ResNeXt-35-B 26.83 8.42 8.50M 1.549B
Table 2: Results on ImageNet dataset. Both top-1 and top-5 validation errors (single crop) are reported. Number of parameters and FLOPs for inference of different models are also shown. Here, M/B means million/billion (), respectively.
Layer Width conv11 18 conv12 35 conv21 87 conv22 79 conv31 88 conv32 61 conv33 79 conv41 180 conv42 198 conv43 230 conv51 512 conv52 512 conv53 512 Table 3: Pruned VGG16 structure. (a) Parameters (b) FLOPs Figure 5: Top-1 error vs. number of parameters and FLOPs for our SSS models and original ResNets on ImageNet validation set.

VGG16: In our experiments of VGG16 pruning, we find the results of pruning all convolutional layers were not promising. This is because in VGG16, the computational cost in terms of FLOPs is not equally distributed in each layer. The number of FLOPs of conv5 layers is 2.77 billion in total, which is only 9% of the whole network (30.97 billion). Thus, we consider the sparse penalty should be adjusted by computational cost of different layers. Similar idea has been adopted in [28] and [12]. In [28], they introduce FLOPs regularization to the pruning criteria. He et al.[12] do not prune conv5 layers in their VGG16 experiments. Following [12], we set the sparse penalty of conv5 to 0 and only prune conv1 to conv4. The results can be found in Table 2, and Table 3 shows the detailed structure of our pruned VGG16. The pruned model save about 75% FLOPs, while the parameter saving is negligible. This is due to that fully-connected layers have a large amount of parameters (123 million in original VGG16), and we do not pruned fully-connected layers for fair comparison with other methods.

ResNet-50: For ResNet-50, we experiment three different settings of to explore the performance of our method in block pruning. For simplicity, we denote the trained models as ResNet-26, ResNet-32 and ResNet-41 depending on their depths. Their structures are shown in Table 1. All the pruned models come with accuracy loss in certain extent. Comparing with original ResNet-50, ResNet-41 provides FLOPs reduction with top-1 accuracy loss while ResNet-32 saves FLOPs with about top-1 loss. Fig. 5 shows the top-1 validation errors of our SSS models and ResNets as a function of the number of parameters and FLOPs. The results reveal that our pruned models perform on par with original hand-crafted ResNets, whilst requiring less parameters and computational cost. For example, comparing with ResNet-34 [11], both our ResNet-41 and ResNet-36 yield better performances with less FLOPs.

ResNeXt-50: As for ResNeXt-50, we add sparsity constraint on both residual blocks and groups which results in several pruned models. Table 2 summarizes the performance of these models. The learned ResNeXt-41 yields top-1 error in ILSVRC validation set. It gets similar results with the original ResNet50, but with half parameters and more than 20% less FLOPs. In ResNeXt-41, three residual blocks in “conv5” stage are pruned entirely. This pruning result is somewhat contradict to the common design of CNNs, which worth to be studied in depth in the future.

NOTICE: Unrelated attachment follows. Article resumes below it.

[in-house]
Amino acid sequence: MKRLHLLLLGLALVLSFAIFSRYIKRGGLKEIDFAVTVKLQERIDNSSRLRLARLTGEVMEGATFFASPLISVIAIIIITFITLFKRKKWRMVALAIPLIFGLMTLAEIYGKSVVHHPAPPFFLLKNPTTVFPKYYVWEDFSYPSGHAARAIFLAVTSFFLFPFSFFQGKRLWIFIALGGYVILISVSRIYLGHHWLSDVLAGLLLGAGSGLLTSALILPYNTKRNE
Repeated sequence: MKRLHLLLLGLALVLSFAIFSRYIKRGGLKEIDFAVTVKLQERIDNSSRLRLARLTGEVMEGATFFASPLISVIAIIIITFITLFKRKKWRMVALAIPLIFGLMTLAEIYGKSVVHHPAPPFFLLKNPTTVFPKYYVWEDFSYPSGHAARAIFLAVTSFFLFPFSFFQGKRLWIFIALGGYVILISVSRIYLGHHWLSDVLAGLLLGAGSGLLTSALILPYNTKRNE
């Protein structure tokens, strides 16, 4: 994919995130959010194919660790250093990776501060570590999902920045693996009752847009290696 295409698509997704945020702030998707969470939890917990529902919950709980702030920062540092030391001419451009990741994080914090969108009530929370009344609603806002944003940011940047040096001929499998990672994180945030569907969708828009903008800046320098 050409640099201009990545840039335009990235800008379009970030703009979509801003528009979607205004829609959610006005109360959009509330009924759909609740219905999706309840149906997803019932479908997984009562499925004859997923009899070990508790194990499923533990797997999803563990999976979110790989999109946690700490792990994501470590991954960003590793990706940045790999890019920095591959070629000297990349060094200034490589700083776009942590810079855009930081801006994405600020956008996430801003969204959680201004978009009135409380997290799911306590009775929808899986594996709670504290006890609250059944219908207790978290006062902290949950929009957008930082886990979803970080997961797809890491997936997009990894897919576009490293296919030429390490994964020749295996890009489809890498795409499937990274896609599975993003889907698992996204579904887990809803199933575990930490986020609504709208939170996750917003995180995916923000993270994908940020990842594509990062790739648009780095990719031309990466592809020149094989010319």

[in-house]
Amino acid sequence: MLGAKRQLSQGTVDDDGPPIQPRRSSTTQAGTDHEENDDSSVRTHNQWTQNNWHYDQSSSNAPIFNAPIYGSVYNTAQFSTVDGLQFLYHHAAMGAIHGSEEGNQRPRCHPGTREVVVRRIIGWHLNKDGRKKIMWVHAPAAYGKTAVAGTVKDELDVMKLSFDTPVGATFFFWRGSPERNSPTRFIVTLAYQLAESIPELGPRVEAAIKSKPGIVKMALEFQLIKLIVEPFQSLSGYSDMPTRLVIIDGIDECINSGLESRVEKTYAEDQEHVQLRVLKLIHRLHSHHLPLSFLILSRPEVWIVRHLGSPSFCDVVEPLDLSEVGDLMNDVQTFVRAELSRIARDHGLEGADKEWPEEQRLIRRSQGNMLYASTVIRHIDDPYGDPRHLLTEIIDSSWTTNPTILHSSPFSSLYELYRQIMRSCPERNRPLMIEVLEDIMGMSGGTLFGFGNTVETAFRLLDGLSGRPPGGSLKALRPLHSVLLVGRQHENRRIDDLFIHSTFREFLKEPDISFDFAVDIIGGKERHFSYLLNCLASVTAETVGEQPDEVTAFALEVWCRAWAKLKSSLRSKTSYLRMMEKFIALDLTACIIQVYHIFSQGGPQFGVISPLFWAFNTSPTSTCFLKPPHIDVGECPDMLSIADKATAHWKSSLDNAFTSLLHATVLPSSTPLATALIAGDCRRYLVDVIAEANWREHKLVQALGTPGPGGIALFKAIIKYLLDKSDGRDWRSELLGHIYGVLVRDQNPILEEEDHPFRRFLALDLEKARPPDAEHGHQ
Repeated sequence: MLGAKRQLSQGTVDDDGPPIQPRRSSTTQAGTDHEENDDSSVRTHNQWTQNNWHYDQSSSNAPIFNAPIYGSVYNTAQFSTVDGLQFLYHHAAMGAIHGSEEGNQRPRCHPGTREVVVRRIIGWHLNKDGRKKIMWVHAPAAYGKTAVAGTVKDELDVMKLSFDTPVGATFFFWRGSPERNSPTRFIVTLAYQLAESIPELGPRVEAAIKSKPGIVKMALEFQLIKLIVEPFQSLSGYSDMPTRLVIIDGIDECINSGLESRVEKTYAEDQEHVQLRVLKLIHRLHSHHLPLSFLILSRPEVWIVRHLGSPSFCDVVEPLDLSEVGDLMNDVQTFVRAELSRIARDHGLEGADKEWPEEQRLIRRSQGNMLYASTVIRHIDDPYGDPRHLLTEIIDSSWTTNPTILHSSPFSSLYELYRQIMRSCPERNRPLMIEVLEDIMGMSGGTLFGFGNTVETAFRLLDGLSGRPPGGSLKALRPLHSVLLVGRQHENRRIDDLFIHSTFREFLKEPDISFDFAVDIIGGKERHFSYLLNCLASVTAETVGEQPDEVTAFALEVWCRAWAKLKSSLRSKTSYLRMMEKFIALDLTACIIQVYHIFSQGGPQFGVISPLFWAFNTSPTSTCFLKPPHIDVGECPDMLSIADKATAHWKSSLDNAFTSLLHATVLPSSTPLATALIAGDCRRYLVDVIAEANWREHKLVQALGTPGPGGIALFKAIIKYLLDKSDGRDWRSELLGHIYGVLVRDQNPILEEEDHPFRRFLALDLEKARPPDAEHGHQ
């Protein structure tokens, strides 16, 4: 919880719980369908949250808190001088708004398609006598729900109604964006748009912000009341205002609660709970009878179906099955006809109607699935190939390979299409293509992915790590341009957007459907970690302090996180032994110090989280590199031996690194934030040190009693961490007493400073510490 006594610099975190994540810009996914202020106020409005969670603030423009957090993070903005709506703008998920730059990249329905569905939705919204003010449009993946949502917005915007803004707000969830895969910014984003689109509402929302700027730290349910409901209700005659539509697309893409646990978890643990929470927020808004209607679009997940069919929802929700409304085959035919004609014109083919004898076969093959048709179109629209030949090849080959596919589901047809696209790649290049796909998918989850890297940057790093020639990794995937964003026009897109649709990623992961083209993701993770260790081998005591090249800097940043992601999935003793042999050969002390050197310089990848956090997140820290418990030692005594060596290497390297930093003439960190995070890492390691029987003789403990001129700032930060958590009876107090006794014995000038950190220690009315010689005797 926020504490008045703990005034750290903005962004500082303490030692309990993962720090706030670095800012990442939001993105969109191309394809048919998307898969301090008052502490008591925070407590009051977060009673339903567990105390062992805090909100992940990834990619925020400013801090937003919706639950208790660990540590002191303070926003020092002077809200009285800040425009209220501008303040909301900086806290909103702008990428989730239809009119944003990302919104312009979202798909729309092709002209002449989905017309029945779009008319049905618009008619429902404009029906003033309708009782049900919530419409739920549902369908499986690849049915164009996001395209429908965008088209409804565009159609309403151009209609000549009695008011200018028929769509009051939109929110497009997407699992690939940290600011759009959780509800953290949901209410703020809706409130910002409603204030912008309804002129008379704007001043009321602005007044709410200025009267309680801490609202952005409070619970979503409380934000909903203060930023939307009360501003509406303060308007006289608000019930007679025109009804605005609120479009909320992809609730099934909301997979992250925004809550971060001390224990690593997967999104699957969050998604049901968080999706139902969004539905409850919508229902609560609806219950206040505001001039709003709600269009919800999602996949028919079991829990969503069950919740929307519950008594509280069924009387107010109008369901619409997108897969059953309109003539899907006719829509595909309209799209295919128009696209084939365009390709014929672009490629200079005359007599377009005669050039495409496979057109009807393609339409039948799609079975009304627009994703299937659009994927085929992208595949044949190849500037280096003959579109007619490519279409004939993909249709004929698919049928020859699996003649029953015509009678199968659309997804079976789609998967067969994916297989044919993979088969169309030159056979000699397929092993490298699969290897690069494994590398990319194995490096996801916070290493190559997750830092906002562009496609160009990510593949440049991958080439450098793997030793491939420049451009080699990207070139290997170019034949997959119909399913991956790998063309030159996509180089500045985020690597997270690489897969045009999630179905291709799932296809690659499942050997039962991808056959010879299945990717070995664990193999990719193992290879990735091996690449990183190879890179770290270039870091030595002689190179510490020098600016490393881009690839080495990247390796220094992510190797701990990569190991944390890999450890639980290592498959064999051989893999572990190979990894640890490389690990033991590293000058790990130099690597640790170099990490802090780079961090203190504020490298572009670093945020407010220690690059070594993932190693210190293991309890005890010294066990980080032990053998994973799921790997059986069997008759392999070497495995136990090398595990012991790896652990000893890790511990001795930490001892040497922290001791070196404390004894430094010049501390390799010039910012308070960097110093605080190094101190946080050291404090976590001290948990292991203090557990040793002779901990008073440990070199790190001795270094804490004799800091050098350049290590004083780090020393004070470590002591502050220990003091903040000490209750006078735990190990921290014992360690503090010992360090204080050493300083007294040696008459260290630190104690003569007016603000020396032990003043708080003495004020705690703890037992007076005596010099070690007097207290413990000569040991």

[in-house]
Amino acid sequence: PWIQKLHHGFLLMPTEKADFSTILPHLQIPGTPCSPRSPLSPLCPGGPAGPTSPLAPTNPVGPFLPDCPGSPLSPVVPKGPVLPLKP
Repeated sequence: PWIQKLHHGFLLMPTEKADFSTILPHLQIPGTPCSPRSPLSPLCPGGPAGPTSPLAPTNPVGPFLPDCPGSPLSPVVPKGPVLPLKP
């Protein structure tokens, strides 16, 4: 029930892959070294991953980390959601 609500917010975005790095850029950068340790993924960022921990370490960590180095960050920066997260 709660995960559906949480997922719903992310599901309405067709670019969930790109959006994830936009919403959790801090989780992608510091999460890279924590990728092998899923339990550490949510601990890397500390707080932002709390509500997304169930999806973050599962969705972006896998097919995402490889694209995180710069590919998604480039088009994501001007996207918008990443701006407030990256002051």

Model Top-1 Top-5 #FLOPs
ResNet-34-pruned [23] 27.44 - 3.080B
ResNet-50-pruned-A [23] (Our impl.) 27.12 8.95 3.070B
ResNet-50-pruned-B [23] (Our impl.) 27.02 8.92 3.400B
ResNet-32 (Ours) 25.82 8.09 2.818B
ResNet-50-pruned (2) [12] - 9.20 2.726B
ResNet-26 (Ours) 28.18 9.21 2.329B
VGG16-pruned [28] - 15.5 8.0B
VGG16-pruned (5) [12] 32.20 11.90 7.033B
VGG16-pruned (ThiNet-Conv) [26] 30.20 10.47 9.580B
VGG16-pruned (Ours) 31.47 11.80 7.667B
Table 4: Comparison among several state-of-the-art pruning methods on the ResNet and VGG16 networks.
Model Top-1 Top-5 #FLOPs
DenseNet-121 [16] 25.02 7.71 2.834B
DenseNet-121 [16] (Our impl.) 25.58 7.89 2.834B
ResNeXt-38 (Ours) 25.02 7.50 2.431B
Table 5: Comparison between pruned ResNeXt-38 and DenseNet-121.

4.3 Comparison with other methods

We compare our SSS with other pruning methods, including filter pruning [23], channel pruning [12], ThiNet [26] and [28]. Table 4 shows the pruning results on the ImageNet LSVRC2012 dataset. To the best of our knowledge, only a few works reported ResNet pruning results with FLOPs. Comparing with filter pruning results, our ResNet-32 performs best with least FLOPs. As for channel pruning, our ResNet-26 yields similar top-5 error with pruned ResNet-50 provided by [12], but saves about 14.5% FLOPs444We calculate the FLOPs of He’s models by provided network structures.. We also show comparison in VGG16. All the method including channel pruning, ThiNet and our SSS achieve significant improvement than [28]. Our VGG16 pruning result is competitive to other state-of-the-art.

We further compare our pruned ResNeXt with DenseNet [16] in Table 5. With 14% less FLOPs, Our ResNeXt-38 achieves 0.2% lower top-5 error than DenseNet-121.

5 Conclusions

In this paper, we have proposed a data-driven method, Sparse Structure Selection (SSS) to adaptively learn the structure of CNNs. In our framework, the training and pruning of CNNs is formulated as a joint sparse regularized optimization problem. Through pushing the scaling factors which are introduced to scale the outputs of specific structures to zero, our method can remove the structures corresponding to zero scaling factors. To solve this challenging optimization problem and adapt it into deep learning models, we modified the Accelerated Proximal Gradient method. In our experiments, we demonstrate very promising pruning results on VGG, ResNet and ResNeXt. We can adaptively adjust the depth and width of these CNNs based on budgets at hand and difficulties of each task. We believe these pruning results can further inspire the design of more compact CNNs.

In future work, we plan to apply our method in more applications such as object detection. It is also interesting to investigate the use of more advanced sparse regularizers such as non-convex relaxations, and adjust the penalty based on the complexity of different structures adaptively.